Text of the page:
Sequencer with variable delay

This page describes my homemade sequencer. It controls the different components in my EME station.


Fig. 1. The sequencer (yellow block) controls my 2 meter EME station.

Figure 1 shows how the sequencer controls the hardware. Three events must take place in specific order when PTT is activated and the system switches from RX to TX.

  1. Disable the preamp (remove 12V from port 1)
  2. Change RL1 and RL2 from RX to TX (port 2a/2b)
  3. Enable the PA (port 3)

When PTT is deactivated, the system switches from TX to RX. The events are now executed in reverse order.

  1. Disable the PA (port 3)
  2. Change RL1 and RL2 from TX to RX (port 2a/2b)
  3. Enable the preamp (apply 12V to port 1)
Figure 1: When WSJT commands the transceiver to change from RX to TX, it activates the transceiver's PTT line. The STBY port follows the PTT line immediately. WSJT will delay the audio 200 ms (defalut value). This delay can be configured in WSJT (Settings > Advanced > TX delay). I've set TX delay to 300 ms.

delay skema
Fig. 2. Events and delay.

Figure 2 above shows how Event1 must finish before Event2 begins, and so on. The 100 ms delay in figur 2 may not be optimal for everyone. If 200 ms delay is required, the user fits jumpers for 10 decimal and then resets the Arduino Nano. The delay is now 200 ms. 

Circuit Diagram

circuit diagram
Fig. 3. Circuit Diagram.

The heart of the sequencer is the Arduino Nano. Three digital pins (D06-D08) are used for controlling the LEDs on the front panel, and D09-D11 are controlling the output ports. The pins D02-D05 are used for setting a binary number which decides the delay in milliseconds. The delay range is from 20 ms to 300 ms in steps of 20.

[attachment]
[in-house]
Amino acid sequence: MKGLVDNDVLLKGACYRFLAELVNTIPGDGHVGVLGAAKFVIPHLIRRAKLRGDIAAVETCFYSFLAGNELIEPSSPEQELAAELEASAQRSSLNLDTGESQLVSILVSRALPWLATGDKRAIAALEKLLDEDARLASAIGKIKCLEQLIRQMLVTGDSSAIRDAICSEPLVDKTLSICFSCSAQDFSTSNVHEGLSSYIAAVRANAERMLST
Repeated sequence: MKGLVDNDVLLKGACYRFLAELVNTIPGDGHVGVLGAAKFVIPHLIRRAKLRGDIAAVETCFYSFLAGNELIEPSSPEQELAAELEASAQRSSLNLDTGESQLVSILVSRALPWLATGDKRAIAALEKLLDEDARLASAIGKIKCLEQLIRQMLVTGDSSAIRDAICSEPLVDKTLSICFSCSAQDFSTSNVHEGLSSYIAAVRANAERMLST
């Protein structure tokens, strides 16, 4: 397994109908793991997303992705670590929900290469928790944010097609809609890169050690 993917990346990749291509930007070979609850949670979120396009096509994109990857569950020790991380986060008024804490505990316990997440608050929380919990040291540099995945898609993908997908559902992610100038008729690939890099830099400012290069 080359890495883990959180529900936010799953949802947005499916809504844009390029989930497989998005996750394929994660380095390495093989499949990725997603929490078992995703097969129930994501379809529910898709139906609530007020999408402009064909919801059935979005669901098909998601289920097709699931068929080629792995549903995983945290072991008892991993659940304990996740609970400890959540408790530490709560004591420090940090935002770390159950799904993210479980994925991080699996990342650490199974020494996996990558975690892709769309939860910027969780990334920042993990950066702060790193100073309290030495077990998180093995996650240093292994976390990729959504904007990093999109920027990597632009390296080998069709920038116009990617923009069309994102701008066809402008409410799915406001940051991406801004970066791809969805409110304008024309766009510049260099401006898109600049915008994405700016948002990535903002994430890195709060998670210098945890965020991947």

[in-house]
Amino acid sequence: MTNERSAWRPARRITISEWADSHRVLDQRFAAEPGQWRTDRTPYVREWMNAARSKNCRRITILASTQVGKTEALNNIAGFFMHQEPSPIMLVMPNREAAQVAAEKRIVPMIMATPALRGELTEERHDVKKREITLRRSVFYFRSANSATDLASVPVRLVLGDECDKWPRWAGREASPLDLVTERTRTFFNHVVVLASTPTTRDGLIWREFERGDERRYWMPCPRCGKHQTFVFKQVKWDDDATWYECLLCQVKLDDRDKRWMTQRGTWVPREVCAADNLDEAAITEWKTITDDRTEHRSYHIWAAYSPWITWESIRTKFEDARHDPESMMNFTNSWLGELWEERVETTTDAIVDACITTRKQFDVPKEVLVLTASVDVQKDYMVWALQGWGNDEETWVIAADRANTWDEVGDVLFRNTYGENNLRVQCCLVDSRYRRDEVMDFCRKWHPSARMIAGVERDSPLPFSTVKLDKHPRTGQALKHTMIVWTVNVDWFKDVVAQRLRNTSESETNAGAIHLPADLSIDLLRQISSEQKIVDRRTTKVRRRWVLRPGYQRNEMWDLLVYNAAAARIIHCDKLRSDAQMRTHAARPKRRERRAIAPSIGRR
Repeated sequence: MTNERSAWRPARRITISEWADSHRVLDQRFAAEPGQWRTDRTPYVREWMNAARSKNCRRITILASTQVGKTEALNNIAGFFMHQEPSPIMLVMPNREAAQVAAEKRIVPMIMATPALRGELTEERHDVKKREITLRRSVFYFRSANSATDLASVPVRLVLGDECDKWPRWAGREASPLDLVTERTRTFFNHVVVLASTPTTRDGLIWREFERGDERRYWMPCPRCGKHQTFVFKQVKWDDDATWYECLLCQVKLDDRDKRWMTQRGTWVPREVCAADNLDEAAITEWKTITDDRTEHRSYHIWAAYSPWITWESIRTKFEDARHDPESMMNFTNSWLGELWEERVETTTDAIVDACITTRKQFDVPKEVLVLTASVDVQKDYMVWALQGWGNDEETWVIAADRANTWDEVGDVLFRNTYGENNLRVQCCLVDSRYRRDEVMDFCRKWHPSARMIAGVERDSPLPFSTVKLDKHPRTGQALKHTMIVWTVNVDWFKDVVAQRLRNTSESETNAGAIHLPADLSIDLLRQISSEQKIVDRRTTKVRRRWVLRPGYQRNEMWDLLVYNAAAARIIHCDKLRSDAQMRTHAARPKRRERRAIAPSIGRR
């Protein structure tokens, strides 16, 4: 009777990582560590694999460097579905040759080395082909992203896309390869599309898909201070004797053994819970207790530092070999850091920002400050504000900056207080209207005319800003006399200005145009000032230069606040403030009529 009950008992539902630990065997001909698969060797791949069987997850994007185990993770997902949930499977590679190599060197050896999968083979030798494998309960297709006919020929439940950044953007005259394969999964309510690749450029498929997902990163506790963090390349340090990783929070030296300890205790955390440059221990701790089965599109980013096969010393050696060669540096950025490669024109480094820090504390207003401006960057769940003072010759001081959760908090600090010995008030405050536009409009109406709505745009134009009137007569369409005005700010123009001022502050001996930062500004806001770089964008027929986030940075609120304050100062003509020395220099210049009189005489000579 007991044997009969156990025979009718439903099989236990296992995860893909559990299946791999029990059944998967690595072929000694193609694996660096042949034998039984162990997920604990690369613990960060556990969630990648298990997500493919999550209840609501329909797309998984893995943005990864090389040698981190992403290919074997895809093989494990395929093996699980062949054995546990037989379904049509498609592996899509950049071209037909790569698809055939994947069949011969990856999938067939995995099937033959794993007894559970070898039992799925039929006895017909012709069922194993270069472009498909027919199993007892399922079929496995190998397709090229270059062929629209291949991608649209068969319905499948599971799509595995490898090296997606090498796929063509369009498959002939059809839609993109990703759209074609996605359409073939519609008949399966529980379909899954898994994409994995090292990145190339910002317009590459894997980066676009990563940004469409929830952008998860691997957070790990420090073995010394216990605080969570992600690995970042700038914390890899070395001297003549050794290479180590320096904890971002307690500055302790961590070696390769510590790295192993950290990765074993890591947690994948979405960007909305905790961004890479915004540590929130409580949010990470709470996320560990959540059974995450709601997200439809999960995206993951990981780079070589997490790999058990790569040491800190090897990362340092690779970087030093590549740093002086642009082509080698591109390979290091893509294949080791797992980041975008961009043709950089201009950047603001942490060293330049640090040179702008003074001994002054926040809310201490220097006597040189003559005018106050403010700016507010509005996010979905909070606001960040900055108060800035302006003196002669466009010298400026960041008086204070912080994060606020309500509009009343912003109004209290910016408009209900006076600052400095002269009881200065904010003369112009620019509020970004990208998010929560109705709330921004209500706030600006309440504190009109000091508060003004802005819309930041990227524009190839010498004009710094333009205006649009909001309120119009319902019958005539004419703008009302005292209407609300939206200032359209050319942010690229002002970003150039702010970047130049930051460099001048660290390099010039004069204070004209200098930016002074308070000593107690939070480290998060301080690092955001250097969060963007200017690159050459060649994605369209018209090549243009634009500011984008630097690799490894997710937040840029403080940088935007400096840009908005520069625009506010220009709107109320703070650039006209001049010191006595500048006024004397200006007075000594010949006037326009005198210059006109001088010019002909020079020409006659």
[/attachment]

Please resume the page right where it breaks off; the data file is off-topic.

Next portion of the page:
delay table 
Fig. 4. Delay is set using jumpers.

Panel meters M1 and M2 monitor the current flowing through Port1B and Port2B. Both ports supply power to equipment mounted in the antenna mast (preamp, RL2). I like to keep an eye on their power drain. Each unit use about 150 mA when active.


Most discrete components are fitted on a Veroborad (stripboard). Some components are soldered directly onto the BNC-sockets on the rear panel.
Fig. 5. The populated PCB.

Fig. 6. Front view.

rear view
Fig. 7. Rear view.

sequencer seen from above
Fig. 8. View inside the sequencer.


The software is an Arduino sketch (sketch = a file containing source code). The sketch is imported into Arduino IDE, compiled, and uploaded to Arduino Nano via the USB-port.
This file contains the sketch for the project:

Written by OZ1BXM Lars Petersen 17-Oct-2017. Revised 15-May-2019.